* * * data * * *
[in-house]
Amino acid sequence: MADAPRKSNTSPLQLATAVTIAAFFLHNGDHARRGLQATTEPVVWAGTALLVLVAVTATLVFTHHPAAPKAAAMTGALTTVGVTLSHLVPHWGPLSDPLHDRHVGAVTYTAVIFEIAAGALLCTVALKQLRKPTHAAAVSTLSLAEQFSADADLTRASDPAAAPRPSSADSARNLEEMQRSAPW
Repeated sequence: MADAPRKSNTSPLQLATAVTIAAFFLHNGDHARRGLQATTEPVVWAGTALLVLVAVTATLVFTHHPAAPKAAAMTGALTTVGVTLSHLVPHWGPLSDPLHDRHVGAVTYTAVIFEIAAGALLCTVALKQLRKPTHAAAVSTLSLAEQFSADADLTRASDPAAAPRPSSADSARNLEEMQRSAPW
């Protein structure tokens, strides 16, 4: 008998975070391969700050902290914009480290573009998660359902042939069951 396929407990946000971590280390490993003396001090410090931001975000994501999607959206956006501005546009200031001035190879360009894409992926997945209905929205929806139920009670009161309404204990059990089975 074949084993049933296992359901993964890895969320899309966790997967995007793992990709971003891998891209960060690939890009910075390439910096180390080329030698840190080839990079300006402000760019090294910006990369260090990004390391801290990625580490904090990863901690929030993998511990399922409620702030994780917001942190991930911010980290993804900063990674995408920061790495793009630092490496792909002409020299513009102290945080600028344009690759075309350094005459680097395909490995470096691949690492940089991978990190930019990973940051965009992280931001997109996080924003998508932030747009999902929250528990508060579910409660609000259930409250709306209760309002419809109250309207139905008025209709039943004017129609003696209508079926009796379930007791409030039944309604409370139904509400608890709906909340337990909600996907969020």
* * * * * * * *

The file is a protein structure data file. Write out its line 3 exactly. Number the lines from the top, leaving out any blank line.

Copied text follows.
Repeated sequence: MADAPRKSNTSPLQLATAVTIAAFFLHNGDHARRGLQATTEPVVWAGTALLVLVAVTATLVFTHHPAAPKAAAMTGALTTVGVTLSHLVPHWGPLSDPLHDRHVGAVTYTAVIFEIAAGALLCTVALKQLRKPTHAAAVSTLSLAEQFSADADLTRASDPAAAPRPSSADSARNLEEMQRSAPW